Are pileated woodpeckers attracted to red-cockaded woodpecker cavity trees?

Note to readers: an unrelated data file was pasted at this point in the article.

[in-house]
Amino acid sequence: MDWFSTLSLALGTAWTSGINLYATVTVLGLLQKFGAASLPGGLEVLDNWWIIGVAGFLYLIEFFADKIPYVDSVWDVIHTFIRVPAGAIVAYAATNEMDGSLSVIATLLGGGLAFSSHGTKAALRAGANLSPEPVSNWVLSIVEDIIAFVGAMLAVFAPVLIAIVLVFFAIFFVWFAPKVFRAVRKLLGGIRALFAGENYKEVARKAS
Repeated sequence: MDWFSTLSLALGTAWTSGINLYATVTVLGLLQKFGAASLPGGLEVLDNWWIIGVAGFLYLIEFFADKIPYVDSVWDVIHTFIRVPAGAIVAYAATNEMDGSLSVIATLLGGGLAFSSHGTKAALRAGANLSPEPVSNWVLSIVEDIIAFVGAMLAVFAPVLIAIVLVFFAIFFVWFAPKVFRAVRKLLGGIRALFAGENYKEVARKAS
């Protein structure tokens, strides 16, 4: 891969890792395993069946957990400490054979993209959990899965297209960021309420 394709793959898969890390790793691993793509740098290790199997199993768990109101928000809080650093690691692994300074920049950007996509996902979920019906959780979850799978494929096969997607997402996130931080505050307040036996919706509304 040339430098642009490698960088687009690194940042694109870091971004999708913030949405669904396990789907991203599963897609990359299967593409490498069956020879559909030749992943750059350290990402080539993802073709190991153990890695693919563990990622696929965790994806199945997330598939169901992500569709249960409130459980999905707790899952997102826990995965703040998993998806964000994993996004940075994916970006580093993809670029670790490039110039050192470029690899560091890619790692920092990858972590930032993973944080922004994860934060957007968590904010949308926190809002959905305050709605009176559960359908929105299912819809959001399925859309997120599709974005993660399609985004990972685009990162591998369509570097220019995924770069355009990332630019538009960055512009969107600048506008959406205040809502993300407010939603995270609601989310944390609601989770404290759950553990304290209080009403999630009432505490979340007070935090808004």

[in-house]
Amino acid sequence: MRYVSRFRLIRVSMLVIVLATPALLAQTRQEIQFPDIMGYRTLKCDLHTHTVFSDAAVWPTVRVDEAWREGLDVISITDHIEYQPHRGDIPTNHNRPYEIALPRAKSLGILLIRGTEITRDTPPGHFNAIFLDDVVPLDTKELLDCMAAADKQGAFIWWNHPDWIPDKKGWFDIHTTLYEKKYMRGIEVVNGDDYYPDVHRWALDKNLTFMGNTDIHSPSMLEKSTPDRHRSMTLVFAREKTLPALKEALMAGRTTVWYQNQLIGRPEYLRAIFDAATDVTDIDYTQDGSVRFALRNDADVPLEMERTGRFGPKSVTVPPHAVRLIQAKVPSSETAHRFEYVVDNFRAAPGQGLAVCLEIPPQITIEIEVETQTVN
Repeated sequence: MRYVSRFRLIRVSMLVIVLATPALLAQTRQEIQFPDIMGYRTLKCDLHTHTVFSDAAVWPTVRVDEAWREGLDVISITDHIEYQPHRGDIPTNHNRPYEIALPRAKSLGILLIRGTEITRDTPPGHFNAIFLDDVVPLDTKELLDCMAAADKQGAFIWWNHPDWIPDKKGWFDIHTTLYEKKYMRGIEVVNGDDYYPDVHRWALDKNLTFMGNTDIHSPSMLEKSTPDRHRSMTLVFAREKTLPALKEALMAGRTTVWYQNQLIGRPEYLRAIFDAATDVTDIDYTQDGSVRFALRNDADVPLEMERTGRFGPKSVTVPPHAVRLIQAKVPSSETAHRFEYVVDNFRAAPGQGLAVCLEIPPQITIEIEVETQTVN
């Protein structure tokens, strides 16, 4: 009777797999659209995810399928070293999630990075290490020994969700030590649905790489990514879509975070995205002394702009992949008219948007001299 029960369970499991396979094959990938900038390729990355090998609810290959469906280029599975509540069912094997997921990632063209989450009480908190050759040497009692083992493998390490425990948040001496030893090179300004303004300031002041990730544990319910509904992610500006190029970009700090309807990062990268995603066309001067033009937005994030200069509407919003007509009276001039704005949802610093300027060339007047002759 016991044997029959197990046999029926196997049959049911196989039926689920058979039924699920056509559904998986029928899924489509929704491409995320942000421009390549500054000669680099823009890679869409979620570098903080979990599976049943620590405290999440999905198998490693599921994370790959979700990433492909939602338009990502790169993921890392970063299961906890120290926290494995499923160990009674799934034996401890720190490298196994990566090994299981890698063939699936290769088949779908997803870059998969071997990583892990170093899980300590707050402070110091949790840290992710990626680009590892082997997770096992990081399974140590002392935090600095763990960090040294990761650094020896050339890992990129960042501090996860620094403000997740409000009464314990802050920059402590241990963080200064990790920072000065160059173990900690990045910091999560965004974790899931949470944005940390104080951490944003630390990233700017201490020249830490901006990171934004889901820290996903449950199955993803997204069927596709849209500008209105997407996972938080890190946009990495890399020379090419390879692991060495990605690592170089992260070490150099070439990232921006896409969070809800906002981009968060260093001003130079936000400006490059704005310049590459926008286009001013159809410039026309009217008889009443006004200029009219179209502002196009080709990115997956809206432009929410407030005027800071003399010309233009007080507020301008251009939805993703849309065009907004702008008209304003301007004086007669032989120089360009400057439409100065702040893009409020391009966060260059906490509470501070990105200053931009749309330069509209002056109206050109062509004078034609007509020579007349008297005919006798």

Pileated Woodpeckers (Dryocopus pileatus) cause damage to Red-cockaded Woodpecker (Picoides borealis) cavity trees in the form of cavity enlargement or other excavations on the surface of the pine tree. However, it is not known whether Pileated Woodpeckers excavate more frequently on Red-cockaded Woodpecker cavity trees than on noncavity trees or how stand structure is related to the frequency of Pileated Woodpecker excavation. Also, it is unclear whether the cavity itself provides the stimulus to Pileated Woodpeckers to excavate or whether the presence of Red-cockaded Woodpeckers and their activities are attracting them. We surveyed all of the Red-cockaded Woodpecker cavity trees (n = 202) and 110 control trees in the loblolly (Pinus taeda)-shortleaf (P. echinata) pine habitat on the Angelina National Forest for recent Pileated Woodpecker excavation and found that approximately 7.4% of all cavity trees were damaged while no control trees showed any evidence of Pileated Woodpecker damage. The rate of Pileated Woodpecker excavation was negatively associated with hardwood midstory height and density. Pileated Woodpeckers appeared to focus most of their excavations on Red-cockaded Woodpeckers cavity entrances. WC suggest that Pileated Woodpeckers may be attracted to Red-cockaded Woodpecker cavity trees. especially the cavity, and that midstory removal used to improve Red-cockaded Woodpecker habitat may increase the incidence of damage to the cavity trees by Pileated Woodpeckers in the current fragmented landscape.